Sometimes, a good way to reduce stress is to simply not get provoked.A difficult thing to do, but sometimes it is worth it.There are times when we get angry over a situation that is really not that important, for example, when a car overtakes us from the wrong side.
I am beginning to feel that instead of shouting and giving expression to our anger, perhaps it would be better to just let it pass and concentrate on something else that is more important and worthwhile at the moment.Somehow, being proven right at the cost of mental stress and anger is not really worth it, especially if it is over small things.What do you feel?
I understand your point but I don't feel that denying anger is necessarily constructive. I, for one, was scared of expressing anger for years, so I would bottle it up. I am convinced this bottling up of my emotions led to some of the health problems I experienced when I was younger, particularly in my teenage years.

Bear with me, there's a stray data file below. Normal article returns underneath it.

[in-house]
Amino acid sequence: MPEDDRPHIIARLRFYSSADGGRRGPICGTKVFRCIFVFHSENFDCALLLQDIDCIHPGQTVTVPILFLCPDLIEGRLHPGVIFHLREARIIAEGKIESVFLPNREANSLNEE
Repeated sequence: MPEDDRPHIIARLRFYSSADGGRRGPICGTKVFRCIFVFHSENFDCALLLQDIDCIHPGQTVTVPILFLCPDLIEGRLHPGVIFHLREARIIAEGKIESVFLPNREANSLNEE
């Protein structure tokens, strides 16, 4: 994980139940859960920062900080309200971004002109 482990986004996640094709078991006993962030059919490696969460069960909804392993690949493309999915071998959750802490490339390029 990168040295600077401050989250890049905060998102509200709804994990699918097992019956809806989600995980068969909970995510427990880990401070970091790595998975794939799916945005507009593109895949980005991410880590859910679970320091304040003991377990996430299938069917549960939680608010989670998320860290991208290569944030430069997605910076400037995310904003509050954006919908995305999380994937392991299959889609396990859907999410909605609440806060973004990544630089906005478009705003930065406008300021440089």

I think that meditation has really helped me to deal with my anger--to recognize it when it's there, to accept it, and just to sit with it and breathe through it. This isn't the same as denying it, and it's not the same as "acting out" and hurting myself or others.
Anger can be a very potent power when it's used constructively. It can be a creative force, it can be a force that leads us to speak up against injustice and to stand up for ourselves and others. It's just a matter of how you use it, but I don't think it's at all beneficial when you just ignore it. You're not really getting rid of it, anyhow--you're just holding it, which makes it more likely for it to explode and be expressed in volatile ways somewhere down the line.